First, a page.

Rising awareness of the importance of formal SEL (social emotional learning) is timely in post-pandemic India where social tensions and religions, caste, class and gender fault lines are manifesting in a slowing economy experiencing rising unemployment and inflation
One of the most promising developments in early childhood and K-12 education worldwide is rising awareness among educationists, social scientists — and increasingly within teachers communities — of the importance of children’s social and emotional learning (SEL).
Athough SEL is not a new concept in K-12 education — children’s SEL skills have been developed for several millennia through scriptural instruction, sermons, moral science and civics textbooks — the idea of developing distinct SEL syllabi and curriculums that would address the “missing piece” of education, crystallised in the US in 1994. In that year, a multidisciplinary group of educationists, teachers and child rights activists promoted CASEL (Collaborative for Academic, Social and Emotional Learning).
Building on the research of Dr. James Comer, a professor at Yale University, and John Dow Jr, who introduced a programme to develop the “whole child” in two schools in New Haven Connecticut in 1987-92, a group of educators and researchers began the New Haven Social Development Programme that designed a framework for teaching SEL in K-12 classrooms.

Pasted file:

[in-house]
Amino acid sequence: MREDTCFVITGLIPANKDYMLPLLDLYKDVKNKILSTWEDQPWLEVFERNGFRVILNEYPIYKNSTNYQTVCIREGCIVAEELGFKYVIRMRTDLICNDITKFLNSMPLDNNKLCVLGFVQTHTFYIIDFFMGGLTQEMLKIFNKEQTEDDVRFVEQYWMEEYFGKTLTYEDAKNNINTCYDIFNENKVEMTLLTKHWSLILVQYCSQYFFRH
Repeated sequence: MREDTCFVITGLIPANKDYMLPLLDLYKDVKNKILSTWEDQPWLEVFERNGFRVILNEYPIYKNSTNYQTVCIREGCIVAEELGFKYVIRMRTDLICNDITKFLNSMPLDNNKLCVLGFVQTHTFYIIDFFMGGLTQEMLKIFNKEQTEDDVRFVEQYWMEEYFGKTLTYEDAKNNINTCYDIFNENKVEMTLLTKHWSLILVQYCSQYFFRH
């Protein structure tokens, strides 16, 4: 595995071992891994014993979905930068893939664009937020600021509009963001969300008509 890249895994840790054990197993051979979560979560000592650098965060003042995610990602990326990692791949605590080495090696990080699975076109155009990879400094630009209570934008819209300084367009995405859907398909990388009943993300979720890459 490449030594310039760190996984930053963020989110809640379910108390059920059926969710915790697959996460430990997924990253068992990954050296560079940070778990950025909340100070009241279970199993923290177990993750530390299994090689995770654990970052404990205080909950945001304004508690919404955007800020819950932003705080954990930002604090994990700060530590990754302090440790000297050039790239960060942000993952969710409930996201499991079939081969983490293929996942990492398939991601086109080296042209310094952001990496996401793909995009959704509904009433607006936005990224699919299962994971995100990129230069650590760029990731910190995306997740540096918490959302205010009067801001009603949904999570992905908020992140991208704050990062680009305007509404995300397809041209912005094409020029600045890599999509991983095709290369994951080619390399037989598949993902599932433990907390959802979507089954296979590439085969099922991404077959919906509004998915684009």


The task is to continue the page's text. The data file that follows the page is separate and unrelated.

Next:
In 1997, nine CASEL collaborators co-authored Promoting Social & Emotional Learning: Guide for Educators. Since then, formal SEL has been integrated into syllabuses and curriculums in K-12 schools across the US and around the world. “CASEL has helped grow SEL from a promising theory to an essential part of education. As a non-profit, non-partisan leader in SEL, we are uniquely positioned to evaluate programming, curate research, inform and partner on implementation,” says a CASEL spokesperson (see www.casel.org).